Seau’s family considers donating brain for study
Posted by Mike Florio on May 3, 2012
Researchers in Boston want to study the brain of the late Junior Seau for evidence of Chronic Traumatic Encephelopathy. Seau’s family may decide to allow it.
Pastor Shawn Mitchell told Reuters that Seau’s family is “considering” the request.
Frankly, it would be a surprise if Seau’s brain doesn’t show evidence of CTE. He played one of the game’s most violent positions for two full decades, repeatedly absorbing and delivering contact, often involving his helmet. For 19.5 of those seasons, the NFL used a much more lax approach to ensuring that players with concussions were held out of practice and games while exhibiting symptoms.
The fact that Seau never had any documented issues with concussions doesn’t mean he never suffered concussions. Former NFL linebacker Gary Plummer estimates that linebackers experience at least five low-grade concussions per game. “Junior played for 20 years,” Plummer told the San Jose Mercury News. “That’s five concussions a game, easily. How many in his career then? That’s over 1,500 concussions. I know that’s startling, but I know it’s true. I had over 1,000 in my 15 years. I felt the effects of it. I felt depression going on throughout my divorce. Junior went through it with his divorce.”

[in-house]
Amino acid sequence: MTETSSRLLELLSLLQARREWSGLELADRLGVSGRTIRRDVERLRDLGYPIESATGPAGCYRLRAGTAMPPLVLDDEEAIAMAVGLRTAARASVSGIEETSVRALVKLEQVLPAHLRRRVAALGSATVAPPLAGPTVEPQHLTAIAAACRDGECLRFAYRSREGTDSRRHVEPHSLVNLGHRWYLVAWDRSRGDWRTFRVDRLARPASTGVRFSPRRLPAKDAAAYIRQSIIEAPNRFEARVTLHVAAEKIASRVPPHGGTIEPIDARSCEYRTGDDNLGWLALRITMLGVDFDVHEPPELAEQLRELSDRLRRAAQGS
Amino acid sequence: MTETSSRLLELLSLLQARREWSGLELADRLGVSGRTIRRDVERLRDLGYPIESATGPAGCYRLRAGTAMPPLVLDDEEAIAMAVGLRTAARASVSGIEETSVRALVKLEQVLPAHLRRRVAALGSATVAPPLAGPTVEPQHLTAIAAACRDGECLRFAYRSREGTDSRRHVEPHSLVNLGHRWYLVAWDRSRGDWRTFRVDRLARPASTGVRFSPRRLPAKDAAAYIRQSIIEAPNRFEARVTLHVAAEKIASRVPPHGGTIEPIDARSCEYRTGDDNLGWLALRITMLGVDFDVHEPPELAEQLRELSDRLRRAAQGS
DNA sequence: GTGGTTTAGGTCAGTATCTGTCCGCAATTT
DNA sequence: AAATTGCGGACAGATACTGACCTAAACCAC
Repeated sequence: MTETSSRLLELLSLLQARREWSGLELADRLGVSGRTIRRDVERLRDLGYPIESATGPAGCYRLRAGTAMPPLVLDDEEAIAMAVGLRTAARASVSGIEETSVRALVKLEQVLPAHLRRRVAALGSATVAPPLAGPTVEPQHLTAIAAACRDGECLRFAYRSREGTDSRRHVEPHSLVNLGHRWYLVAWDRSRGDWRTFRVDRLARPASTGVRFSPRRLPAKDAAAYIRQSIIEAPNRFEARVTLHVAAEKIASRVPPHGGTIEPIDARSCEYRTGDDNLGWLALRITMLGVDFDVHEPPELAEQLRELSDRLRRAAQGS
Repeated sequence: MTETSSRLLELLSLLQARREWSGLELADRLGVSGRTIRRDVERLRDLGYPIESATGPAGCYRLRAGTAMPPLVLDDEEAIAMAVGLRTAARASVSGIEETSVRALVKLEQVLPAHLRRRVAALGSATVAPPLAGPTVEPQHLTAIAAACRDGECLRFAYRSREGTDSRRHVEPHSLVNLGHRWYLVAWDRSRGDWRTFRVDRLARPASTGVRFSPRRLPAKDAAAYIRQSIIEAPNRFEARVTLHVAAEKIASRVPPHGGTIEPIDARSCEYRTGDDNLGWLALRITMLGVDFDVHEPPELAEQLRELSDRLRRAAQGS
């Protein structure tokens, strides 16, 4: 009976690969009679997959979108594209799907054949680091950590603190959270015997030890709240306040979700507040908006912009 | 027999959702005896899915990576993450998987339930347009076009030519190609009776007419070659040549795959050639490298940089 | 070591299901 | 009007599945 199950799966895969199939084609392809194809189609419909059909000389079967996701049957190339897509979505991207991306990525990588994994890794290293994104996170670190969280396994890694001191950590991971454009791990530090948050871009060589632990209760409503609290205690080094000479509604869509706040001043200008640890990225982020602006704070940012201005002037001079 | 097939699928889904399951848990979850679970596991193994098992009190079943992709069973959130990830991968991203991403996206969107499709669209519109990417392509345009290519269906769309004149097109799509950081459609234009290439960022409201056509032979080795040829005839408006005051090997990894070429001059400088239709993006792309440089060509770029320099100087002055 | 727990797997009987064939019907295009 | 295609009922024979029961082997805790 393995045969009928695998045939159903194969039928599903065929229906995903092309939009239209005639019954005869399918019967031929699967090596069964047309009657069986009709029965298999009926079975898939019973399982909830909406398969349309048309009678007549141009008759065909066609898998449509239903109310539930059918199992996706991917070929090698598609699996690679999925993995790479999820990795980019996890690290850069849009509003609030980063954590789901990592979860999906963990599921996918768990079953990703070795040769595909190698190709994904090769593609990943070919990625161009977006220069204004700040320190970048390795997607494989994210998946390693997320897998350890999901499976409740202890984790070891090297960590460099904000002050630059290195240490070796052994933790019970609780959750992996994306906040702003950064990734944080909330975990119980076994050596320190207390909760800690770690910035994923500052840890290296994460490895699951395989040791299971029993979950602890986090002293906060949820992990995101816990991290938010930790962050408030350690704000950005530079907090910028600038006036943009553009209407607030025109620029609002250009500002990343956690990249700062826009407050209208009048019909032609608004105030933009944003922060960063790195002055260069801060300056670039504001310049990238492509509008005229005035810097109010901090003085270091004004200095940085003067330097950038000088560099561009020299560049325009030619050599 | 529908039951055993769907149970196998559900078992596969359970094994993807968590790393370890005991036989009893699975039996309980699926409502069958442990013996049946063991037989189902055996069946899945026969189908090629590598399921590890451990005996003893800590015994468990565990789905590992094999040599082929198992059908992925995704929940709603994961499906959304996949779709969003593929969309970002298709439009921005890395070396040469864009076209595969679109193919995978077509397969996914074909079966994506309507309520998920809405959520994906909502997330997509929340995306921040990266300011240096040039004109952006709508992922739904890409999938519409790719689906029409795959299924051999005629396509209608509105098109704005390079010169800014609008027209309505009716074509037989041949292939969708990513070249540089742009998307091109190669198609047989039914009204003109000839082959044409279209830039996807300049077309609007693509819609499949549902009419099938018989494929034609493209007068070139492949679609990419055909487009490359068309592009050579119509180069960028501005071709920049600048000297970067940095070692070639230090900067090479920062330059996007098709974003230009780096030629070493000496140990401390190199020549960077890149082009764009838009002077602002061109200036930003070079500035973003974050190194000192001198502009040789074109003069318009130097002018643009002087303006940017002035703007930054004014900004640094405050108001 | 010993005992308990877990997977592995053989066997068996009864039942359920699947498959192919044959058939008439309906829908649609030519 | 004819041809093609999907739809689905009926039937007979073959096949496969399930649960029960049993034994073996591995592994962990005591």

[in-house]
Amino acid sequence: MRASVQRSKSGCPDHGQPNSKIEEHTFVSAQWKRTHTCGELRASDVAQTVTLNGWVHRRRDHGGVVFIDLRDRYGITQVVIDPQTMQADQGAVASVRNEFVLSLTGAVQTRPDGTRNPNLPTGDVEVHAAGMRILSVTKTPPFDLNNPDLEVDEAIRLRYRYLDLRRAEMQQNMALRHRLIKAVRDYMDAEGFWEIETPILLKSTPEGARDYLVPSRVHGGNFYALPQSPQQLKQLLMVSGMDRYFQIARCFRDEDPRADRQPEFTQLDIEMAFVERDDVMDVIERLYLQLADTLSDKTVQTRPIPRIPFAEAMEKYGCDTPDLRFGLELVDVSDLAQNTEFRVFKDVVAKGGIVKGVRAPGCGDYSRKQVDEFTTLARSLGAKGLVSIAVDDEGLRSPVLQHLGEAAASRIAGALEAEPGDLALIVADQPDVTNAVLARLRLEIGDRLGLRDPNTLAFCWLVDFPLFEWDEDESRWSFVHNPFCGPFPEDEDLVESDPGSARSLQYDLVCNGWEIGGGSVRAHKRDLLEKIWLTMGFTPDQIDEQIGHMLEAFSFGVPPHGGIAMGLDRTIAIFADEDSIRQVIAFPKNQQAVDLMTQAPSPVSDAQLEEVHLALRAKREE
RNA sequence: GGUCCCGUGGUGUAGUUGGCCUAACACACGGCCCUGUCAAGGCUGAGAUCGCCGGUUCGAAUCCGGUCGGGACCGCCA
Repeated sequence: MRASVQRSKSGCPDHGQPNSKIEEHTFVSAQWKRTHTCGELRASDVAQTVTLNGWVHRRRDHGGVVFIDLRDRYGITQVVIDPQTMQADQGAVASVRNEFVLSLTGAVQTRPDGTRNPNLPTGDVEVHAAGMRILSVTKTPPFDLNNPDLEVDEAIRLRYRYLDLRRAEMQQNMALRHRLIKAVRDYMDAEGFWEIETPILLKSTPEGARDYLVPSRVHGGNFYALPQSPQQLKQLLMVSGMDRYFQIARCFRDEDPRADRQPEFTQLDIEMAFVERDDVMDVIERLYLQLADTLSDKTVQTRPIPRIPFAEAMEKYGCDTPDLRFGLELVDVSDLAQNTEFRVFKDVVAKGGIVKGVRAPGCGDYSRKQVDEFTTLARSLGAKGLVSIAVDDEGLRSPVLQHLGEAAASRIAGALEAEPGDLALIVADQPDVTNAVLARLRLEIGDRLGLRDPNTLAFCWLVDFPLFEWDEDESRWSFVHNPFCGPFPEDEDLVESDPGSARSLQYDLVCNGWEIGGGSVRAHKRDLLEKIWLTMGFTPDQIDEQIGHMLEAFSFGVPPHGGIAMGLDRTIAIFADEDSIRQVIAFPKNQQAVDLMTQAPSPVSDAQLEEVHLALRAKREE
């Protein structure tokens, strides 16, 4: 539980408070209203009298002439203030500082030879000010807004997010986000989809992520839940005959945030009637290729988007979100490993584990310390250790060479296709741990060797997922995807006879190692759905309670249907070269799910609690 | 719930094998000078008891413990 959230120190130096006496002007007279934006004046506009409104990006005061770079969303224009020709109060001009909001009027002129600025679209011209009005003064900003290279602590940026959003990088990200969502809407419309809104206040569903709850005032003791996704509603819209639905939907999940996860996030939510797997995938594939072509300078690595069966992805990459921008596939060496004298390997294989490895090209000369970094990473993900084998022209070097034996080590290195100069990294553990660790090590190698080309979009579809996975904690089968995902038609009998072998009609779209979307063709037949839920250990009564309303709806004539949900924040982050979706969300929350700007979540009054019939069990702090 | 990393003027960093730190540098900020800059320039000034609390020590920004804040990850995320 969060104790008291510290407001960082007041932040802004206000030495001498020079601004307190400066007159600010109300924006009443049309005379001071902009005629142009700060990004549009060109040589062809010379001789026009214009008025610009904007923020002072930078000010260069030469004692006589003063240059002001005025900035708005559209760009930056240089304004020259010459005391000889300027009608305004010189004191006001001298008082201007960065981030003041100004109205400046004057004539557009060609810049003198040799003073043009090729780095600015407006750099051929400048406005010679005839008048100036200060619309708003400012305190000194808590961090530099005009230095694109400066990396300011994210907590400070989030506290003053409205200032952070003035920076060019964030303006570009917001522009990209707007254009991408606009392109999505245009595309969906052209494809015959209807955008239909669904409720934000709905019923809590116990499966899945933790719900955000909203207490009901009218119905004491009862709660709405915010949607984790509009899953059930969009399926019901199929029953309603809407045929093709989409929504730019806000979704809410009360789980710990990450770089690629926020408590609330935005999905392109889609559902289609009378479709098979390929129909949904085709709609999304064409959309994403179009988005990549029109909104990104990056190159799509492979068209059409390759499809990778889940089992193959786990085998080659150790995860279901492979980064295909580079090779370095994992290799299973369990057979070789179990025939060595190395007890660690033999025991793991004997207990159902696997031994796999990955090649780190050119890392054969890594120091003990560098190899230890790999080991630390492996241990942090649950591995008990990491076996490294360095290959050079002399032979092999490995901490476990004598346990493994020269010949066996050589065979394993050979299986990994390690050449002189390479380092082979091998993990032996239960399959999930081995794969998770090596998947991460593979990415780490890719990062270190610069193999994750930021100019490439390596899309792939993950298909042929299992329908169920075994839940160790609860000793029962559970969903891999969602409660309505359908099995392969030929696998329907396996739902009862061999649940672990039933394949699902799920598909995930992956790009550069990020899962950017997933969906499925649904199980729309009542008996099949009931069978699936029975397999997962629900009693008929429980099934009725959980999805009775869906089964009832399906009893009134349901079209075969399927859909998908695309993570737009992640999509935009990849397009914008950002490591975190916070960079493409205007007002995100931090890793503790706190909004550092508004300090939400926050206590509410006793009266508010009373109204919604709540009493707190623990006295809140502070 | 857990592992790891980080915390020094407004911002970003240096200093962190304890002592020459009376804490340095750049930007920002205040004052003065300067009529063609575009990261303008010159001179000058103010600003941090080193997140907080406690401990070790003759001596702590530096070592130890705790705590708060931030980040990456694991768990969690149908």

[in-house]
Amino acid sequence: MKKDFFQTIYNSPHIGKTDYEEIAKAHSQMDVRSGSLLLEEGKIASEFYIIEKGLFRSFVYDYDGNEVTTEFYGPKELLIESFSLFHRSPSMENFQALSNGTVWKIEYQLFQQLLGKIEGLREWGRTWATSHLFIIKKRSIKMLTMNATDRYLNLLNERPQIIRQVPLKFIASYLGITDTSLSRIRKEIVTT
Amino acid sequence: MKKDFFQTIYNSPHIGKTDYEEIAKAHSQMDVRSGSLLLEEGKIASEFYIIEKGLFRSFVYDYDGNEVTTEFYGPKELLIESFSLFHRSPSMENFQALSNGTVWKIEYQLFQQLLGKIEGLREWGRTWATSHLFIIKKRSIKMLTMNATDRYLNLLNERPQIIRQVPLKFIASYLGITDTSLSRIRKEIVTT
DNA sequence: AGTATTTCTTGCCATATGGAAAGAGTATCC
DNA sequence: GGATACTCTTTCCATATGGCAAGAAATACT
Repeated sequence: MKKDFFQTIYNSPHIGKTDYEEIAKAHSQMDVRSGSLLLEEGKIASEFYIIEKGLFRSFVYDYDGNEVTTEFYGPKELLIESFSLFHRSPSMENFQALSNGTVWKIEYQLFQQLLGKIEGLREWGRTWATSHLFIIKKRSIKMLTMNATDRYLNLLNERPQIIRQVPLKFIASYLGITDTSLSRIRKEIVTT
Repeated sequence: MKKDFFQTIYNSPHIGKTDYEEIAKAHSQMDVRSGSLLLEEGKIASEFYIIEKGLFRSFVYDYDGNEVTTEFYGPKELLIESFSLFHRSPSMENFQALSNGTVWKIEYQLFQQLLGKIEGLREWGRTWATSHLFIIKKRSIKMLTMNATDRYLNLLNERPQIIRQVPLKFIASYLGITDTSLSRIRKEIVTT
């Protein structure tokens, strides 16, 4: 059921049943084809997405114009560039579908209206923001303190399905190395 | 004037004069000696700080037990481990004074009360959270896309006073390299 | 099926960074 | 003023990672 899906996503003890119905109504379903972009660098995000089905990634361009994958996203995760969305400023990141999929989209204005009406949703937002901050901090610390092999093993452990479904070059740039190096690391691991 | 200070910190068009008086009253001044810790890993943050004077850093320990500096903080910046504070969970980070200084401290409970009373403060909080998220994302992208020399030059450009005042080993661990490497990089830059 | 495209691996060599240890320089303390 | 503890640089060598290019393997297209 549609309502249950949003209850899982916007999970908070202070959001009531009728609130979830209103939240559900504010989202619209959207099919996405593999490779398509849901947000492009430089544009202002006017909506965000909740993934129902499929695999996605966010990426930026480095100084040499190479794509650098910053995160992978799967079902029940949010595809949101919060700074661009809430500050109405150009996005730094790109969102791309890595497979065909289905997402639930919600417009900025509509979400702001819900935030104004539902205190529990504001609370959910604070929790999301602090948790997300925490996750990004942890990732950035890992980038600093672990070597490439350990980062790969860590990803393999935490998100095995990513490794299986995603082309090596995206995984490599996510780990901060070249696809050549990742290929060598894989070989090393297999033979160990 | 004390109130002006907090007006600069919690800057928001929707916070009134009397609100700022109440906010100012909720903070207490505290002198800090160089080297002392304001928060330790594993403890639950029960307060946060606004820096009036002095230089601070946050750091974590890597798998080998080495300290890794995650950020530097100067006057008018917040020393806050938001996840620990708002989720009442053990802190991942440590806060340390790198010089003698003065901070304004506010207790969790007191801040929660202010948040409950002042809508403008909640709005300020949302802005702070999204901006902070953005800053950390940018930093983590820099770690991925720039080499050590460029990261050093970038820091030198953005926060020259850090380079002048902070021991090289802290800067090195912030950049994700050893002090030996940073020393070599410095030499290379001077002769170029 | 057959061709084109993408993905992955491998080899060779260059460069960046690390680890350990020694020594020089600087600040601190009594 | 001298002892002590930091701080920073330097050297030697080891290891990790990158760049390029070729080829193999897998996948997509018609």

The broader question is whether the changes the NFL has made since 2009 will reduce head trauma and, in turn, reduce and/or eliminate CTE. For all players, the challenge is to find a way to give them the support they need once their careers end.
“There is no exit strategy from the NFL,” Plummer said. “It’s ‘You’re done.’ You don’t even get an apple and a road map. What needs to happen is mandatory counseling. In 15 years as a middle linebacker, I never would have thought of seeing a counselor. I saw one in my divorce, and I just called my counselor today. It can’t be optional, because macho players are taught to be invincible and they’re not going to do it. Make it mandatory.”
Plummer’s suggestion has plenty of merit. And if it keeps only one former player who is dealing with depression and migraines and the other effects of a life of football suddenly becoming a lifetime without it, it will have been worth the effort and the expense.